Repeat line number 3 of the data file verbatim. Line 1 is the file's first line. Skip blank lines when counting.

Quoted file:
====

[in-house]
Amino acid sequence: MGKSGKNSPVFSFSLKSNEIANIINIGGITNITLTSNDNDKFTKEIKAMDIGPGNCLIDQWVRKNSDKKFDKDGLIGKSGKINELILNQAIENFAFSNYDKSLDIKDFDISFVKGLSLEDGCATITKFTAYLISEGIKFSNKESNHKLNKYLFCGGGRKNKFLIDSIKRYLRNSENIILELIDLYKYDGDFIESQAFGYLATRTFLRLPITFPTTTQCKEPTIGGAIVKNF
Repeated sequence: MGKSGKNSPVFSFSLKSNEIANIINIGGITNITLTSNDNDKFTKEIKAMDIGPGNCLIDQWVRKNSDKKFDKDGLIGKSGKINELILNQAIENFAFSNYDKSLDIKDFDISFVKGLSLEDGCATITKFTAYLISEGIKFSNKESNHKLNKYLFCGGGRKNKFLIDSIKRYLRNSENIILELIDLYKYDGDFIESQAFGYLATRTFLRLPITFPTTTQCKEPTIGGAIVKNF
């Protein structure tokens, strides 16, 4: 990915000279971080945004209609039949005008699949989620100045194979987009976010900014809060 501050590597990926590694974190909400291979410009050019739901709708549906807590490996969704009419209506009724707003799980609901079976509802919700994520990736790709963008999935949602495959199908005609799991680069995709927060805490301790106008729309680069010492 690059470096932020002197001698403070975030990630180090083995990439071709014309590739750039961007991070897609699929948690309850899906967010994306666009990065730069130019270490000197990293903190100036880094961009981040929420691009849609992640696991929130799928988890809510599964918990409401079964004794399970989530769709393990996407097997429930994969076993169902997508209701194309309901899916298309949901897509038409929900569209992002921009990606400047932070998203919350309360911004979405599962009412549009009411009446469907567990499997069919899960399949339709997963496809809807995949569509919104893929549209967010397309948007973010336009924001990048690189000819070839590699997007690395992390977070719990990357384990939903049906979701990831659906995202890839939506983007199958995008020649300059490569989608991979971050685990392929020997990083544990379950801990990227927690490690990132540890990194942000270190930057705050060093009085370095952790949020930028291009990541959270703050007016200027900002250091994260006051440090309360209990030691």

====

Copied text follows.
Repeated sequence: MGKSGKNSPVFSFSLKSNEIANIINIGGITNITLTSNDNDKFTKEIKAMDIGPGNCLIDQWVRKNSDKKFDKDGLIGKSGKINELILNQAIENFAFSNYDKSLDIKDFDISFVKGLSLEDGCATITKFTAYLISEGIKFSNKESNHKLNKYLFCGGGRKNKFLIDSIKRYLRNSENIILELIDLYKYDGDFIESQAFGYLATRTFLRLPITFPTTTQCKEPTIGGAIVKNF